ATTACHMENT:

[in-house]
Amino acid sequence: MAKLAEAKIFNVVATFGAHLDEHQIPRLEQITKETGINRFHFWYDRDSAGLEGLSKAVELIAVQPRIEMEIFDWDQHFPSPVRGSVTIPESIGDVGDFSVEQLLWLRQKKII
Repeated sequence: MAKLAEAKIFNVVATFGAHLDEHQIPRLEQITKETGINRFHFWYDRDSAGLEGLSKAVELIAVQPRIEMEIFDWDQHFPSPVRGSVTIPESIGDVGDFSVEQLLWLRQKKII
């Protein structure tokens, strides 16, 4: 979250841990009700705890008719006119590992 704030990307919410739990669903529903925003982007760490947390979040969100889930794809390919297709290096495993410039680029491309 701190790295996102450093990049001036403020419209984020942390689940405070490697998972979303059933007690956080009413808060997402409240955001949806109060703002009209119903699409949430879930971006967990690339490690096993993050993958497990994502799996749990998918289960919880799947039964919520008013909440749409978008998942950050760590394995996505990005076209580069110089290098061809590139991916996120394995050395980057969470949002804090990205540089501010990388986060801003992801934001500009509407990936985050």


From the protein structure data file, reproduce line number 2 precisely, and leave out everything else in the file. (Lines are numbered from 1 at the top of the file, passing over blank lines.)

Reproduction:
Amino acid sequence: MAKLAEAKIFNVVATFGAHLDEHQIPRLEQITKETGINRFHFWYDRDSAGLEGLSKAVELIAVQPRIEMEIFDWDQHFPSPVRGSVTIPESIGDVGDFSVEQLLWLRQKKII